Pope Francis’ church is called to a sort of “state of permanent Synod”: all the topics remain on the table, thus giving the feeling of a change. But it is difficult to understand what Pope Francis really wants. Sometimes he seems a progressive, close to German-progressive theology, and other times he appears as an old fashioned conservative, filled with principles that in general bring the state of the Church back in time.
This tension in Pope Francis’ thought is hidden from the way the media exploits his image, as if the Pope is something different from the Church. Public opinion mostly thinks that there is a bad Church and a Pope who wants to bring the Church into modernity, but who finds many enemies on his way.
This is not a real scenario, but it is the perceived scenario. In the meantime, waiting for their comprehensive reform, Vatican dicasteries are stalled, while financial affairs – one of the reforms most beloved by Pope Francis – goes forward by itself, with highs and lows.
Last week, the IOR annual report was released. The publication of the annual report of the wrongly called “Vatican bank” came without a formal presentation or an announcement, but with only a report on Vatican Radio and a round table (in fact, an interview) conducted by Vatican Radio with Gianfranco Mammì and Jean Baptiste de Franssu, respectively, Director and President of the Institute.
The couple explained that there is no longer any possibility to launder money at the IOR, but, in saying this, their communication strategy privileged a rupture with the past. It was as though they wanted to let say that the illicit activities of the past cannot take place any more, and that a new, transparent era has begun. In fact, the 2012 Moneyval report already certified that the IOR path to transparency had begun long time before and that the IOR was not that place of illicit and opaque dealings that many talked about.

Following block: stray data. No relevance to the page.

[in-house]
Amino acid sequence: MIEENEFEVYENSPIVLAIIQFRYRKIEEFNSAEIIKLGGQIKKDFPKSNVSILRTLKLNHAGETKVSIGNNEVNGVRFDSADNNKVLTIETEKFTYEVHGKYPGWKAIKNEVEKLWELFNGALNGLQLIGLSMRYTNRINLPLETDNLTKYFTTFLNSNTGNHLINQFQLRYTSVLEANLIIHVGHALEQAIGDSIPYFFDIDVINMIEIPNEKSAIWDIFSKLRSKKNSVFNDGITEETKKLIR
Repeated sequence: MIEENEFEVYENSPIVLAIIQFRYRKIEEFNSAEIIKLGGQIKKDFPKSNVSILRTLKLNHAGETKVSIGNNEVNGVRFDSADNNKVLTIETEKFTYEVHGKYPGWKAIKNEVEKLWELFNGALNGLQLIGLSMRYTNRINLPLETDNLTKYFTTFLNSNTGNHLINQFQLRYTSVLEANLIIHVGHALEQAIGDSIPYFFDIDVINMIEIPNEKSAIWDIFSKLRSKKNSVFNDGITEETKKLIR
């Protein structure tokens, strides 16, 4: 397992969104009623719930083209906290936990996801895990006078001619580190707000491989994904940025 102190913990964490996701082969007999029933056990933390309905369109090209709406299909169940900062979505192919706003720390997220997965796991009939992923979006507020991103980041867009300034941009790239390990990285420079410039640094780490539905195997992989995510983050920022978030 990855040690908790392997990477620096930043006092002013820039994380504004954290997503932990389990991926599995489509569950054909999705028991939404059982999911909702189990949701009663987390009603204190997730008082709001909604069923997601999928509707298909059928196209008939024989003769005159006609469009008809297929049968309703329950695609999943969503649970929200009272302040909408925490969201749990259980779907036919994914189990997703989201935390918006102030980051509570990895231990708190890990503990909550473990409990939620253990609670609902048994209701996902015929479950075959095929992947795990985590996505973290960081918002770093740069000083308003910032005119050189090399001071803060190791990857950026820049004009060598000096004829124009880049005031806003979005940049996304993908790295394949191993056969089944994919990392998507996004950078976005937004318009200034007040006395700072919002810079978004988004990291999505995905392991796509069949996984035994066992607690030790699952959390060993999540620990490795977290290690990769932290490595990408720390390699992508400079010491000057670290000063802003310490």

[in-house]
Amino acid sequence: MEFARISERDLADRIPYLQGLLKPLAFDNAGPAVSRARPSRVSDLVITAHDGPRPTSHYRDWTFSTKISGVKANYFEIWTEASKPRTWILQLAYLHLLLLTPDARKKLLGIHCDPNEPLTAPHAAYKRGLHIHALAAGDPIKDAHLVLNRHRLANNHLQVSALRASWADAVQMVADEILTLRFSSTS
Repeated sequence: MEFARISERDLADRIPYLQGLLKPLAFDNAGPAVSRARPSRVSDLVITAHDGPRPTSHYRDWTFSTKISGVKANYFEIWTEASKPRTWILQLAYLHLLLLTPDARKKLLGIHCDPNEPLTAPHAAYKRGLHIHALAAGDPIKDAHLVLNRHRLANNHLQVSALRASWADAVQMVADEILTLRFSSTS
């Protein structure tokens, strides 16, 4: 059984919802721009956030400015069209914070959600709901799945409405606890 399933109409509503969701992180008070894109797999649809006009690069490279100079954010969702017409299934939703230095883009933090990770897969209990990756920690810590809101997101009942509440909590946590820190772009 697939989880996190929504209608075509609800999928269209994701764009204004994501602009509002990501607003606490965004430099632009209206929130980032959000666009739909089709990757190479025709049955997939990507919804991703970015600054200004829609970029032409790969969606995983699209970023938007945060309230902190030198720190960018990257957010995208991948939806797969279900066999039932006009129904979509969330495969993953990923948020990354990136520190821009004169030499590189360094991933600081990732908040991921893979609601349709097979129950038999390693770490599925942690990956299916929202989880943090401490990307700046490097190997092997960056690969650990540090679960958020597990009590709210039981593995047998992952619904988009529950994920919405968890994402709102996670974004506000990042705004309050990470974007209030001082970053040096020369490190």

However, these outcomes are often forgotten. The communique also emphasized that the IOR closed about 5 thousand accounts, even though Mammì explained that they were mostly dormant accounts, rather than suspect accounts.
These data, in fact, help to hide the fact that the IOR profit was very low this year. The decrease in profit is justified with a cut in risky investments. However, in a meeting with journalists in June 2012, Paolo Cipriani, then IOR General Director, explained the strongly conservative criteria for IOR investments. And all the operations were approved by the Council of Superintendence and the Council of Cardinals.
There is in the end the suspicion that some management mistakes have been made because of the anxiety to break with the dealings of the past. And a suspicion arises that the era of the external consultants (later fixed) created a situation that is now presenting its bill: during the era of the external consultants, lawyers, more than financial experts, managed the IOR. Only Mammì’s appointment as Director brought back to the first line the men of the institution who spent their whole career within the institution.
In the end, when it comes to talking about Pope Francis’ pontificate, the work done before it seems to have been cancelled out completely. Even in this case, perhaps Pope Francis was pushed to think some things, or perhaps he really thinks this way, with the point of view of a person who in the end has spent the whole career outside of the Vatican and who bears a certain general suspicion for the centers of powers. Yet, the same Pope acknowledged that the fight against corruption started with Pope Benedict XVI, thus deconstructing part of the narrative of his own pontificate. We can hope that the Pope will do the same for doctrine. Otherwise, there will be a sort of hidden schism between those who are faithful to doctrine and those who do not care about the teaching of the Church. The latter are the new pagans Ratzinger described back in the 50s.